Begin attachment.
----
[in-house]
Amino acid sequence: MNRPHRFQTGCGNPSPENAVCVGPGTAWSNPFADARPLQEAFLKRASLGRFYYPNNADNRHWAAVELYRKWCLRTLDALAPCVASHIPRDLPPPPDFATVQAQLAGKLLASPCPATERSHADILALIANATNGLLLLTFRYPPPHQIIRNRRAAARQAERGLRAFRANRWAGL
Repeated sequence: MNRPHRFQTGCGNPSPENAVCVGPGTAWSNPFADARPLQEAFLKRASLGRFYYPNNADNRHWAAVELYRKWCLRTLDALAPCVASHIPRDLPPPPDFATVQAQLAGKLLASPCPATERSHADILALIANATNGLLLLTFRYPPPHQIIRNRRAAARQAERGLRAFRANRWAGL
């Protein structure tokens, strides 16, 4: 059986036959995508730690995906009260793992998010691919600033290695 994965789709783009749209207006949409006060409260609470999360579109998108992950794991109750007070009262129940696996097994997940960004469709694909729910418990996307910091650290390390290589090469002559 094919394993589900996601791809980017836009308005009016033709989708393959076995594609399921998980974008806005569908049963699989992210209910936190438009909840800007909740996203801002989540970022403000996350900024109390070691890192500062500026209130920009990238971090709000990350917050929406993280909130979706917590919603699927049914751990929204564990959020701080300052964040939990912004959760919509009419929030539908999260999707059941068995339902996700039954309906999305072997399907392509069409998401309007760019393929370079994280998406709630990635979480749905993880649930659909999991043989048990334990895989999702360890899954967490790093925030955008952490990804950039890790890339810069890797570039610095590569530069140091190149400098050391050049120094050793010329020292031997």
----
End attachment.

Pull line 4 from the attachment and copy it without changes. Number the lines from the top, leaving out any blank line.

């Protein structure tokens, strides 16, 4: 059986036959995508730690995906009260793992998010691919600033290695 994965789709783009749209207006949409006060409260609470999360579109998108992950794991109750007070009262129940696996097994997940960004469709694909729910418990996307910091650290390390290589090469002559 094919394993589900996601791809980017836009308005009016033709989708393959076995594609399921998980974008806005569908049963699989992210209910936190438009909840800007909740996203801002989540970022403000996350900024109390070691890192500062500026209130920009990238971090709000990350917050929406993280909130979706917590919603699927049914751990929204564990959020701080300052964040939990912004959760919509009419929030539908999260999707059941068995339902996700039954309906999305072997399907392509069409998401309007760019393929370079994280998406709630990635979480749905993880649930659909999991043989048990334990895989999702360890899954967490790093925030955008952490990804950039890790890339810069890797570039610095590569530069140091190149400098050391050049120094050793010329020292031997």